TORCH Gallery is pleased to present a selection of photographs by Canadian artist, Edward Burtynsky.
Edward Burtynsky’s different photo series’ names read as a Greenpeace issue list: Oil fields, rail cuts, ship breakings and many more. Lined up on the left edge of Burtynsky’s home page, each clickable category opens up to endless clichés, each of which we think to have seen on the evening news: paper clips of catastrophes, media’s favourite delicatessen broadcasted over and over again. Burtynsky’s pictures are beautifully monstrous, monstrously beautiful. They show what happens when men dream of reason and rationalize their environment: Stories of production and destruction in the name of progress. The ‘dream’, ‘manufactured’ and ‘residual’ scapes -as Burtynsky’s wide angle views have been qualified- monumentally spread in finely chiselled compositions. These crafted braid works of lines and colours seem to bear witness of a sense of harmony that the Canadian photographer would find wherever he looks at. However there is something about this apparent harmony which isn’t –cannot be- right. Because photographs convey a strong impression of reality, they are said to conceal their technical origins: As if Nature itself would brush the celluloid and intentionally leave a print of itself without any kind of human intervention. Burtynsky’s pictures play on the feeling of authenticity provided by the photographic medium and naturalize their critique of Modernity. Burtynsky’s pictures apparent aesthetic self-sufficiency only fascinates as the very condition for performing this critique. As the TORCH invitation card from the Oil Fields series show, the visual pleasure we seem at first to take in the rhythmic pattern emerging from those catastrophic-scapes mutates in a suffocating feeling. Its high, bleaching and -as if- evaporating horizon draws the soil of a visual labyrinth punctuated by multiple pales and horse-head pumps endlessly digging the earth, -as many mechanical flies pricking our retina. The only escape from these tempting -though nightmarish- sceneries seems to be the urgency of critical thinking. This is what justifies the link on Burtynsky´s web page to grass-roots and environmental organizations: To start asking ourselves whether we anyhow should be looking at any of these pictures and above all, fold our daily newspaper and -for once- get involved in active struggle.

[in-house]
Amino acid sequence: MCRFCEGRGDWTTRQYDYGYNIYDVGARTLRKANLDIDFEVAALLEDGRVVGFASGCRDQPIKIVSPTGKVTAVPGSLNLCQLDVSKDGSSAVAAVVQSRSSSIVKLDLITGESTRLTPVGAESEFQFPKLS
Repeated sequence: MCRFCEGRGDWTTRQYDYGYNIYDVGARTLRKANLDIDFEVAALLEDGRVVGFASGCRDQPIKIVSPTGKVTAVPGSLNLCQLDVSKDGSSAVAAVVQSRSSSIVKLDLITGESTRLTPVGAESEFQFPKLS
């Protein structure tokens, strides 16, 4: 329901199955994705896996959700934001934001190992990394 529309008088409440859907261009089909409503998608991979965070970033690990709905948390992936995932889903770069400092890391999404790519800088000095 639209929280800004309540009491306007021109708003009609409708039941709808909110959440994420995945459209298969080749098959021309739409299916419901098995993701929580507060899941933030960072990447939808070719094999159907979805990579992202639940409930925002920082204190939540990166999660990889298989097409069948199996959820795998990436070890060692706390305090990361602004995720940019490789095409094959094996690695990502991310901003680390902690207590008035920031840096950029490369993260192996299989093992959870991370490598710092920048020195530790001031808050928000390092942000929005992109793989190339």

Catherine Somzé, Amsterdam 2004